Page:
Sodium Ascorbyl Phosphate

Hi everyone,

I'm new here to posting, but have been a lurker for years, so hello!  I've searched multiple times on this forum but haven't arrived at a conclusion and hoping someone can offer some advice.  I'm the formulating chemist for a small cosmetic manufacturer, been formulating for roughly 6ish years but have zero experience on formulating vitamin C products.  

We had a 20% ascorbic acid serum that was made by another manufacturer that we were going to try and make ourselves to save some money.  We decided to switch to sodium ascorbyl phosphate because one of our customers wanted to formulate a new product with it, and since we'd be purchasing the raw material, we decided to re-create our serum with SAP.  We did a 20% serum and then another 3% serum for our customer.  No matter what we've tried, both serums turn brown and we're getting complaints.  I understand that all vitamin C is unstable, but from what I've read online, SAP is supposed to be "more stable".  I also understand 20% is a LOT to use; we're trying to stick with our "claims" and current INCI, hence the added fluff in the formula.  I've kept the pH above 6 based on literature I've read as well. 

Here is our formula:

Witch hazel water - 40%
Water - 21.48%
Disodium EDTA - 0.1%
Xanthan Gum - 0.4%
Glycerin - 15%
Green Tea Extract - 0.01%
Grape Seed Extract - 0.01%
SAP - 20%
Glucosamine HCl - 0.5%
Tocopherol - 1%
Ferulic Acid - 0.5%
Euxyl PE 9010 (phenoxyethanol, ethylhexylglycerin) - 1%

Our customer formula is similar, but with [Polyacrylamide, C13-14 Isoparaffin, Laureth-7] and 3% SAP.  In the oven after a week, it did not turn brown, but our batch from January is being returned because it "looks like rust".  


Does anyone have any suggestions on how to make these more stable, or am I SOL?  Thanks so much in advance!
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Comments

  • PharmaPharma Member, Pharmacist
    The higher your %, the stronger degradation and the better visible degradation becomes (-> 1% of 1% is close to nothing, 1% of 20% is clearly visible). You could try to increase pH to 7 (including a buffer might help), add a bit more EDTA (0.2%) and also include a water soluble antioxidant (ferulic acid might work or might not and I don't know how you manage to dissolve 1% tocopherol.... do the 15% glycerol suffice?) Anyway, phenolics don't regenerate ascorbic acid -> thiosulfate or metabisulfit would do and also neutralise dissolved oxygen (or flush with nitrogen, at least boil your water to degas it).
    Plus, don't work with metal containing materials (at least pacify these).
  • Bill_TogeBill_Toge Member, Professional Chemist
    edited September 16
    +1 for bisulphite
    also you may want to consider adding an excited-state quencher, e.g. benzophenone-4 or Tinogard Q, that will keep the concentration of reactive radicals, e.g. oxygen, to a minimum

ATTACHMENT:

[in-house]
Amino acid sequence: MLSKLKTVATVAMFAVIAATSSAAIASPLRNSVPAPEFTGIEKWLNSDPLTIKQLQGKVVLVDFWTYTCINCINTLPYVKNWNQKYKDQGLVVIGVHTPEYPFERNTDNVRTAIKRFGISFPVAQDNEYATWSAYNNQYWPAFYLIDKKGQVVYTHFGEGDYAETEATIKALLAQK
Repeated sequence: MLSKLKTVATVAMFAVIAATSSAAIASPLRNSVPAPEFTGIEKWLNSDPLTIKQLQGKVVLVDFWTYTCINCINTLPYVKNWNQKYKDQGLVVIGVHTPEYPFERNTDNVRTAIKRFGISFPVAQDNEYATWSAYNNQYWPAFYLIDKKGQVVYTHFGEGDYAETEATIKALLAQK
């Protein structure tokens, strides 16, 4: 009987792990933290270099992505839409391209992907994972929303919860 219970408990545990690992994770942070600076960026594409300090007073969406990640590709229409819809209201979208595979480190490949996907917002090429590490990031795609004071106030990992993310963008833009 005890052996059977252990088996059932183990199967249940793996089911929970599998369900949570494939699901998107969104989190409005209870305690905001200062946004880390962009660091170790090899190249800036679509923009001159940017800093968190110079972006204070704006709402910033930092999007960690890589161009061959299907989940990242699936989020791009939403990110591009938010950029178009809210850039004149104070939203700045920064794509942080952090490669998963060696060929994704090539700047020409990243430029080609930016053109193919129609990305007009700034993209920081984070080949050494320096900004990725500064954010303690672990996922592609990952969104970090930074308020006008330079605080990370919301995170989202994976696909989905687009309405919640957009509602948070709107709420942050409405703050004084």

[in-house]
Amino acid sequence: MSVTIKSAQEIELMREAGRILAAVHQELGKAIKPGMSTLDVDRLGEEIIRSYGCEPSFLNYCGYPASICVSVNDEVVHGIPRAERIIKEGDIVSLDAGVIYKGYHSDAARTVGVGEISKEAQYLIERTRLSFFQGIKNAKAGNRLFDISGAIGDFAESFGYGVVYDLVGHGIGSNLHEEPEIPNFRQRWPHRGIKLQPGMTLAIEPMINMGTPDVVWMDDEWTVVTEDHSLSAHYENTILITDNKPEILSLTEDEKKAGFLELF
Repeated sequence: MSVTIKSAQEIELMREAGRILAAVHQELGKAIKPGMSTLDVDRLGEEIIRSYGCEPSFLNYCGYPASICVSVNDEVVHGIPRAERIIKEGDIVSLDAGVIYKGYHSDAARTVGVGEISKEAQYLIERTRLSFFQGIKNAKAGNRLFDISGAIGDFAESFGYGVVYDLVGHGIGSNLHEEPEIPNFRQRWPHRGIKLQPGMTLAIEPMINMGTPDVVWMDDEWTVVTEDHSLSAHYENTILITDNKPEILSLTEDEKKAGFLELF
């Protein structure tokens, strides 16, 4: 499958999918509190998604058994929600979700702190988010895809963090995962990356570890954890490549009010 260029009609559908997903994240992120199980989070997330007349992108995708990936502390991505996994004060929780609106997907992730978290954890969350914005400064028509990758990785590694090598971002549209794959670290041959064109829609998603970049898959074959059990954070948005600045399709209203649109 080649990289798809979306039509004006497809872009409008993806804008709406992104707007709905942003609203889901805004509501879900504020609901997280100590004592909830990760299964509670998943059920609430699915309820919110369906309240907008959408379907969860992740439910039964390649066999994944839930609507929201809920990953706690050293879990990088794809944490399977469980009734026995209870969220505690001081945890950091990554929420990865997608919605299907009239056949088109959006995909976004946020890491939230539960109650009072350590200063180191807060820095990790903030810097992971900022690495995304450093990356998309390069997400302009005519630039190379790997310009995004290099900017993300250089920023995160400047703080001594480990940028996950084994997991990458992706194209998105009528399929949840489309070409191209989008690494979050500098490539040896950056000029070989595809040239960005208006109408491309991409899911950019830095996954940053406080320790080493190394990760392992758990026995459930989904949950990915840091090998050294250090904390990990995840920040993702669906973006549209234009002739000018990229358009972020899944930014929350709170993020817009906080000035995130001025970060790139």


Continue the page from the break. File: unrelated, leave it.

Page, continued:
UK based formulation chemist. Strongest subjects: hair styling, hair bleaches, hair dyes (oxidative and non-oxidative) I know some stuff about: EU regulations, emulsions (O/W and W/O), toothpaste, mouthwash, shampoos, other toiletries
  • sean9980sean9980 Member
    edited September 17
    You need some polysorbate 20 in there if your going to include oils in it tmk, your also not going to put in 20% SAP, thats a bit too much and would prolly cause a lot of irritation, I think max usage is around 8%, the claims online has to do with the (20% Vitamin C bioavailability), SAP is pretty expensive if your buying it from the usa, but pretty cheap, or reasonably cheap from china. Also your batches shouldnt be turning brown, they prolly cheaped out on you and put regular vitamin c in there lol, feurlic acid i think has some sort of patent on it with the regular l-ascorbic acid as it prevents it from breaking down quickly, ive read up on it and i am also planning a vitamin c for commercial distribution

    "The present invention relates to single-phase solution compositions of L-ascorbic acid that provide enhanced stability, enhanced solubility and an enhanced photoprotective effect as compared to prior compositions. The single-phase solution compositions comprise by weight 5% to 40% L-ascorbic acid; 0.2% to 5.0% of a cinnamic acid derivative, such as p-coumaric acid, ferulic acid, caffeic acid, sinapinic acid, a derivative thereof, or a combination thereof; 10% to 60% of a solvent comprising a glycol ether and an alkanediol; and water; the composition having a pH of no more than about 3.5. When the cinnamic acid derivative is present at an amount greater than 0.5%, the composition further comprises a surfactant in an amount of 1.5% to 5.0%. The single-phase solution compositions may also comprise a form of Vitamin E and a surfactant, or a form of Vitamin A and a surfactant."

    As you can see its a bit of restricted technology, in that case, anyhow good luck
  • sean9980sean9980 Member
    edited September 17
    A combination of 0.5% ferulic acid (a potent antioxidant of plant origin) with 15% Vit. C and 1% Vit. E can increase the efficacy of Vit. C eight-fold.[3] It was noted that this triple combination was very useful for the reduction of acute and chronic photodamage, and could be used for prevention of skin cancer in the future.


    ----

    "Because this form of Vitamin C is easily absorbed and utilized by the skin, it is not associated with the irritation often experienced with L-ascorbic acid. ... We use about 10% sodium ascorbyl phosphate which is equivalent to a much higher concentration of L-ascorbic acid because it is much more bioavailable."
  • Thank you SO much everyone for your responses.. I am definitely going to reformulate now.  Appreciate all the help!
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